Part of the work force is Dougie (Karl Pilkington) who is a handyman in the care home who’s actual job description according to him is, ‘I fix shit’, on investigation by the council officials when exploring what cuts could be made. He can be very irate at times and easily irritated when it comes to Derek’s continual questions on such trivial matters like, ‘What would win out of a Lamborghini and a train?’. Dougie is the voice of the people, made famous by Gervais’s comedy series, An Idiot Abroad, his consistent groans of complaints makes him comical even though it is unintentional. It was obvious that this character was written with Pilkington in mind and Gervais admitted this during the episode, ‘The Making of Derek’, where he explained how he had to be extremely persuasive to get Pilkington, who is relatively inexperienced compared to the other members of the cast, to agree on playing the role of Dougie. You could argue that it was too much Karl and not enough Dougie as he had the same characteristics and pessimistic attitudes as Pilkington portrayed in An Idiot Abroad, but ultimately Dougie was your typical caretaker who would find his job under scrutiny when it comes to public cuts.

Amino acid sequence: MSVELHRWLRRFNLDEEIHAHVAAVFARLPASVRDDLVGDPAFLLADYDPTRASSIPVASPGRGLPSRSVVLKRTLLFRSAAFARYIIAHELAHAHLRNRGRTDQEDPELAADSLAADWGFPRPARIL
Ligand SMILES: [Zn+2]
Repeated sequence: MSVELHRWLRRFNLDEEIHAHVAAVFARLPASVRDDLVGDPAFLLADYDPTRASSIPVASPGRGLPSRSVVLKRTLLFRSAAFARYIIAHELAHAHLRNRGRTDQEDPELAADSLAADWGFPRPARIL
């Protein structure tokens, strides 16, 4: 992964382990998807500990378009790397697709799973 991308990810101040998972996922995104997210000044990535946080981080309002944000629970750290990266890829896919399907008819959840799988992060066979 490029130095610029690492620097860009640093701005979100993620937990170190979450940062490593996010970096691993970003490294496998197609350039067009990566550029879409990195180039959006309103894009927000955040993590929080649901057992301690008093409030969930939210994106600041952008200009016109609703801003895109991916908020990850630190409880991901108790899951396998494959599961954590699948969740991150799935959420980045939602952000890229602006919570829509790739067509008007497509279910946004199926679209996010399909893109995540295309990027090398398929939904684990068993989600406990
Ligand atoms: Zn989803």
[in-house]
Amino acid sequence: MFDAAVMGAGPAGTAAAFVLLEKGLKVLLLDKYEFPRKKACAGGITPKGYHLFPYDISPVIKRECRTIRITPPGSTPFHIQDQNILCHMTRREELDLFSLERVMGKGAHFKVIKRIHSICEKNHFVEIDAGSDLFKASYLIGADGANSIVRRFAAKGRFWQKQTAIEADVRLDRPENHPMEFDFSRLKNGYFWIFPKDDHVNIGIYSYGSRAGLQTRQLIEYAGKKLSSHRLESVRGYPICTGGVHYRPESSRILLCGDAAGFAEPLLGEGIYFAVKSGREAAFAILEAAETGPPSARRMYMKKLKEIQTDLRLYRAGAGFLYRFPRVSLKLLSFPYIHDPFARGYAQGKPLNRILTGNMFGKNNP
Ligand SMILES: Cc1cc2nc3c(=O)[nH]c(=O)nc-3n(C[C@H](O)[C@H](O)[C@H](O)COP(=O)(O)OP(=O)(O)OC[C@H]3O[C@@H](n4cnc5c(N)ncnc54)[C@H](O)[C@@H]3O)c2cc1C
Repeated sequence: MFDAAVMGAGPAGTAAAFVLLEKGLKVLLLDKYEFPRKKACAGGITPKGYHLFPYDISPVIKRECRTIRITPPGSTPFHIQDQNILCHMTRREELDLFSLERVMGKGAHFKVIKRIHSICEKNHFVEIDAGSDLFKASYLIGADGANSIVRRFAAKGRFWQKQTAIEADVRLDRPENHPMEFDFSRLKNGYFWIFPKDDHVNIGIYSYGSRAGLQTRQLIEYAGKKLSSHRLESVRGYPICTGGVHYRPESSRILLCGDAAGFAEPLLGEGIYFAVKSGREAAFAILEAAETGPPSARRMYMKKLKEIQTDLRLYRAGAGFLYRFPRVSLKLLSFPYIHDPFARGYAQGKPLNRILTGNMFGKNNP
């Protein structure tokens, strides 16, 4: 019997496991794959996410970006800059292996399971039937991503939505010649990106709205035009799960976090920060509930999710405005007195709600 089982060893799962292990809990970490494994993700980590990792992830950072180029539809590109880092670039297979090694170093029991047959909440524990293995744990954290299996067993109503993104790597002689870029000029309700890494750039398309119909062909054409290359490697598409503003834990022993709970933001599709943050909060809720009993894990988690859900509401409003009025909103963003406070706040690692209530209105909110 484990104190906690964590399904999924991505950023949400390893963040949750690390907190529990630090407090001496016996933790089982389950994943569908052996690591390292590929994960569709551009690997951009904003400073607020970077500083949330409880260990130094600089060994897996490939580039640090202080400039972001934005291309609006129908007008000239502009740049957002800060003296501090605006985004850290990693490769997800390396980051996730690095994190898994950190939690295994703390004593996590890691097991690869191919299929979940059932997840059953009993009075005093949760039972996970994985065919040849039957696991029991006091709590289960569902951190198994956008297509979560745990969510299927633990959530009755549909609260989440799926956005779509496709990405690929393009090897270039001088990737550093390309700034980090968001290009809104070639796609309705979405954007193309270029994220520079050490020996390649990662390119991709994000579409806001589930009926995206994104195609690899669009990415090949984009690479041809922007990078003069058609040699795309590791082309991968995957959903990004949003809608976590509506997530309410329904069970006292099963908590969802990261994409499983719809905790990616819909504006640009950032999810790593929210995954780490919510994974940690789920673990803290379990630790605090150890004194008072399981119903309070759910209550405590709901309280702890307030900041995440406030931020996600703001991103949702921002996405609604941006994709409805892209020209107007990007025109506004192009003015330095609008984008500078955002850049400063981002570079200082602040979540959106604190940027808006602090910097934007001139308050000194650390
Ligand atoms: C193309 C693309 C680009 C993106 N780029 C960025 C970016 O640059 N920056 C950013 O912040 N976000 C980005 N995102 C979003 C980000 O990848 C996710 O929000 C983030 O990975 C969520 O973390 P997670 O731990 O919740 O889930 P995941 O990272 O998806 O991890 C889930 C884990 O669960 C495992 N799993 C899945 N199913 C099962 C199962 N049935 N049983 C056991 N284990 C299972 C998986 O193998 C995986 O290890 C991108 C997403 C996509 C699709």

Derek 2

Another character which provoked a mixed response was Kevin “Kev” Twine (David Earl), playing a vulgar alcoholic whose crude remarks and disgusting attitudes towards women were repulsive yet comical. In the first 5 episodes we are kept at a distance from Kev who consistently makes sexist and racist jokes, we tolerate his humour that we have come to know through other shows like The Inbetweeners. The same crude remarks and overuse of profanities comes as no surprise. Yet in the final episode we first engage with Kev as this uncaring facade is taken away and we strangely sympathise with him. Throughout the series he is never seen without his customary ‘Special Brew’ which on the surface is a funny prop to his character but during his final confessions we realise that Kev is actually a raging alcoholic. Alcohol has affected him throughout his life and is a serious problem. We realise his gambling addiction is the reason he resides at the care home and he declares himself as a failure. This self-acceptance is upsetting and David Earl’s performance is extremely thought provoking as he explains how he envies Derek and how he ‘chose the best shortcut in life, the only shortcut that works, kindness’.